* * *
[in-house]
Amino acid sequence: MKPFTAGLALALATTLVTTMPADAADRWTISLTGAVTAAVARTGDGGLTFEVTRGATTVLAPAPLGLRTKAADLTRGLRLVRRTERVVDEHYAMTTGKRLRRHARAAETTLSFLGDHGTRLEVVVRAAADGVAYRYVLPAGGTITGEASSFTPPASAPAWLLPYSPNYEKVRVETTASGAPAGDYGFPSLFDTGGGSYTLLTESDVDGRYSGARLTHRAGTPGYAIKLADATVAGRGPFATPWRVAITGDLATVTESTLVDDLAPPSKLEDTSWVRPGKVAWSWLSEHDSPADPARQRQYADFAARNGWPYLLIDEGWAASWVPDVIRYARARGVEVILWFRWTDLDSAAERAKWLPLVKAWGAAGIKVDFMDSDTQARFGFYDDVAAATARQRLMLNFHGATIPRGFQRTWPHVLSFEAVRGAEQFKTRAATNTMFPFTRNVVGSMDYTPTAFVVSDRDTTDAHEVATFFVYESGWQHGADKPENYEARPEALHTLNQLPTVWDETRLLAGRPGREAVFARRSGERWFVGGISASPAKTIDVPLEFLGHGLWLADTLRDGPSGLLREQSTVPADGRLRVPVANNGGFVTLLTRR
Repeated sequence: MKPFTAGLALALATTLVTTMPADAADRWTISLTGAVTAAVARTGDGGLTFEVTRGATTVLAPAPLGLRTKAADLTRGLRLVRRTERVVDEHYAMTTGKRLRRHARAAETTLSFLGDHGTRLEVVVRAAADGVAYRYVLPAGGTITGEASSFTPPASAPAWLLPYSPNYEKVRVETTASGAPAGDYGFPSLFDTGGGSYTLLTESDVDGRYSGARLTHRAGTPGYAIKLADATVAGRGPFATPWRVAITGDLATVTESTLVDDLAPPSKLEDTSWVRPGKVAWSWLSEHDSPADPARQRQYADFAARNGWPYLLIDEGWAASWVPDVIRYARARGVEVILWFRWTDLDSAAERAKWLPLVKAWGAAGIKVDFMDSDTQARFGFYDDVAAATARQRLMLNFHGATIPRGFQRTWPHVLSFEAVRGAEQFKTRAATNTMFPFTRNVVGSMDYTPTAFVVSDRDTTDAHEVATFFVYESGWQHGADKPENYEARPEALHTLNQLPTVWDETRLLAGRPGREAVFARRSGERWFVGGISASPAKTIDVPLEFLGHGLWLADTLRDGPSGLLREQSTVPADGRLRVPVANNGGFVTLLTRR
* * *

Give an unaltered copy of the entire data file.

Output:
[in-house]
Amino acid sequence: MKPFTAGLALALATTLVTTMPADAADRWTISLTGAVTAAVARTGDGGLTFEVTRGATTVLAPAPLGLRTKAADLTRGLRLVRRTERVVDEHYAMTTGKRLRRHARAAETTLSFLGDHGTRLEVVVRAAADGVAYRYVLPAGGTITGEASSFTPPASAPAWLLPYSPNYEKVRVETTASGAPAGDYGFPSLFDTGGGSYTLLTESDVDGRYSGARLTHRAGTPGYAIKLADATVAGRGPFATPWRVAITGDLATVTESTLVDDLAPPSKLEDTSWVRPGKVAWSWLSEHDSPADPARQRQYADFAARNGWPYLLIDEGWAASWVPDVIRYARARGVEVILWFRWTDLDSAAERAKWLPLVKAWGAAGIKVDFMDSDTQARFGFYDDVAAATARQRLMLNFHGATIPRGFQRTWPHVLSFEAVRGAEQFKTRAATNTMFPFTRNVVGSMDYTPTAFVVSDRDTTDAHEVATFFVYESGWQHGADKPENYEARPEALHTLNQLPTVWDETRLLAGRPGREAVFARRSGERWFVGGISASPAKTIDVPLEFLGHGLWLADTLRDGPSGLLREQSTVPADGRLRVPVANNGGFVTLLTRR
Repeated sequence: MKPFTAGLALALATTLVTTMPADAADRWTISLTGAVTAAVARTGDGGLTFEVTRGATTVLAPAPLGLRTKAADLTRGLRLVRRTERVVDEHYAMTTGKRLRRHARAAETTLSFLGDHGTRLEVVVRAAADGVAYRYVLPAGGTITGEASSFTPPASAPAWLLPYSPNYEKVRVETTASGAPAGDYGFPSLFDTGGGSYTLLTESDVDGRYSGARLTHRAGTPGYAIKLADATVAGRGPFATPWRVAITGDLATVTESTLVDDLAPPSKLEDTSWVRPGKVAWSWLSEHDSPADPARQRQYADFAARNGWPYLLIDEGWAASWVPDVIRYARARGVEVILWFRWTDLDSAAERAKWLPLVKAWGAAGIKVDFMDSDTQARFGFYDDVAAATARQRLMLNFHGATIPRGFQRTWPHVLSFEAVRGAEQFKTRAATNTMFPFTRNVVGSMDYTPTAFVVSDRDTTDAHEVATFFVYESGWQHGADKPENYEARPEALHTLNQLPTVWDETRLLAGRPGREAVFARRSGERWFVGGISASPAKTIDVPLEFLGHGLWLADTLRDGPSGLLREQSTVPADGRLRVPVANNGGFVTLLTRR